Chrissy Teigen opens up about the reality of postnatal depression
In an essay for Glamour in 2017, she spoke at length about her experience with the condition, of which she suffered for much of Luna's first year.
"I had everything I needed to be happy," she wrote. "And yet, for much of the last year, I felt unhappy."
"I couldn’t figure out why I was so unhappy. I blamed it on being tired and possibly growing out of the role: 'Maybe I’m just not a goofy person anymore. Maybe I’m just supposed to be a mom.'"
She had blamed her bad moods, lack of appetite, and detachment on the stress of her home being under construction, but this wasn't the case. She never left the house unless she absolutely had to, was short with many of the people she spoke to, and would often fall victim to bouts of "spontaneous crying".
Eventually she went to see her GP for a physical with her husband, and once she described her symptoms, it became clear she had postpartum depression and anxiety, and was put on antidepressants. Now, it has been three months since the birth of her second child, Miles, and she wonders whether the condition will strike again.
The National Institute of Mental Health explains that postnatal depression typically occurs between a week and a month after birth, but it can take longer to develop. Talking to Yahoo Lifestyle, Teigen spoke about the prospect of facing depression again:
“That’s what I’m still wondering now, honestly. I’m three months out with Miles. And when I hit that point with Luna, it was at this time. Around three months.
“I think what people don’t know is that sometimes it takes time to kick in. You just don’t know what’s gonna happen. I don’t know what next week is gonna be like. You take it day by day.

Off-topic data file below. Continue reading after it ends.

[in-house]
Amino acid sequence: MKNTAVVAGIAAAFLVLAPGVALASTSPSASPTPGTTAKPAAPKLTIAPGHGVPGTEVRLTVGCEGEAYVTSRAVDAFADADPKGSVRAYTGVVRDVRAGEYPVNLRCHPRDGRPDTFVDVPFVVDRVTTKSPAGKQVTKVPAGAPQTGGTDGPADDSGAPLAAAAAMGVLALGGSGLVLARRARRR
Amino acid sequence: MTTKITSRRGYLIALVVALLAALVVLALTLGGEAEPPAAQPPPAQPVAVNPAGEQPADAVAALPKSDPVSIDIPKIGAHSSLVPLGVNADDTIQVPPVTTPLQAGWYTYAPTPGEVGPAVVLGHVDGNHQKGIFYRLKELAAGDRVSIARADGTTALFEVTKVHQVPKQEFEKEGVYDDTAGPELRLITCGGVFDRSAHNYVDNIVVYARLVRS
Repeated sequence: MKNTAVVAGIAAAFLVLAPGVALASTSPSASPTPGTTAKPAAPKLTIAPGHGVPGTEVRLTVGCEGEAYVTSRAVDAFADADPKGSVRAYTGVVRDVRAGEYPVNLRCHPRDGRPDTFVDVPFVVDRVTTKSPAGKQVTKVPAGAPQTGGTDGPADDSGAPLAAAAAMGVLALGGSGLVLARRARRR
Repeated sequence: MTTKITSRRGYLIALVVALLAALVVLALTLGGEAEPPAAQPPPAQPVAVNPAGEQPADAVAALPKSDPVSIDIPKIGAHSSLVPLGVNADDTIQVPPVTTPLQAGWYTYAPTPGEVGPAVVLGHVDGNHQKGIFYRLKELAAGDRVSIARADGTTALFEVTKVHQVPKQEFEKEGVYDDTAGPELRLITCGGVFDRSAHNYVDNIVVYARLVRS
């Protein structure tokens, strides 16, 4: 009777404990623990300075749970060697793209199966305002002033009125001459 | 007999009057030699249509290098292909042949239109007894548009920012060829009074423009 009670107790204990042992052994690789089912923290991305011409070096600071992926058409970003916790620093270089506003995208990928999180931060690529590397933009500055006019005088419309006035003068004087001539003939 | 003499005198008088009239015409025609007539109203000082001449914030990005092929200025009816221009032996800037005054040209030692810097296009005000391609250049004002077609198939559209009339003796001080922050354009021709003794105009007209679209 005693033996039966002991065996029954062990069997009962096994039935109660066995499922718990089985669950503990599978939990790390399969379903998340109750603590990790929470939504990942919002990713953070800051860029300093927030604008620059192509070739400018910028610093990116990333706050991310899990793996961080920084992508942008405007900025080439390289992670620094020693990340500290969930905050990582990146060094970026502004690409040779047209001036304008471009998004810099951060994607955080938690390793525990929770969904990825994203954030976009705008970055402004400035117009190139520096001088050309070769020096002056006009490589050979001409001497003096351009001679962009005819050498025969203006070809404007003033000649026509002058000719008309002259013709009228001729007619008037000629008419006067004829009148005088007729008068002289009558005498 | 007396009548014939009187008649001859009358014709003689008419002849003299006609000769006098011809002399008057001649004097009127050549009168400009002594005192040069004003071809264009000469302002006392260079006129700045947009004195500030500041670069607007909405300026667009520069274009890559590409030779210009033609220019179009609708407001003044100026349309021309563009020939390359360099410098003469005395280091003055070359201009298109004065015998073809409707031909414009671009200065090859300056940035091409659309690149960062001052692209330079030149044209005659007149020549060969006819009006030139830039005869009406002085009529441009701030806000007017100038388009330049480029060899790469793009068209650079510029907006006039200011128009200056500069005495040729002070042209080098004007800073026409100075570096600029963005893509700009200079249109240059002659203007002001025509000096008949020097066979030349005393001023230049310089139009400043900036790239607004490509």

Fortunately, she is far more prepared this time around. "I feel like at least now if it does happen, I’ll know it upon the first time I feel it," she said. "Rather than wondering for so long why I was feeling like that.”
Kate Pinney, midwife for baby charity Tommy's, spoke to The Independent about postnatal depression, and how it can occur anytime in the first year of having a baby.
"It is not always obvious, and often at first, many mothers put how they are feeling down to tiredness and adjusting to parenthood, therefore sometimes not realising that they could be developing postnatal depression.
"Postnatal depression symptoms can last for weeks or months following childbirth, with symptoms including feelings of sadness, lack of energy, a drop in concentration levels and a poor appetite.
"It is really important, for any parent experiencing changes in their mood, to seek support and talk to someone, whether that be their GP, midwife or health visitor."
While Teigen may have to face familiar battles in the near future, thankfully she has the understanding to cope with it better this time around - and maybe her words will help others, too.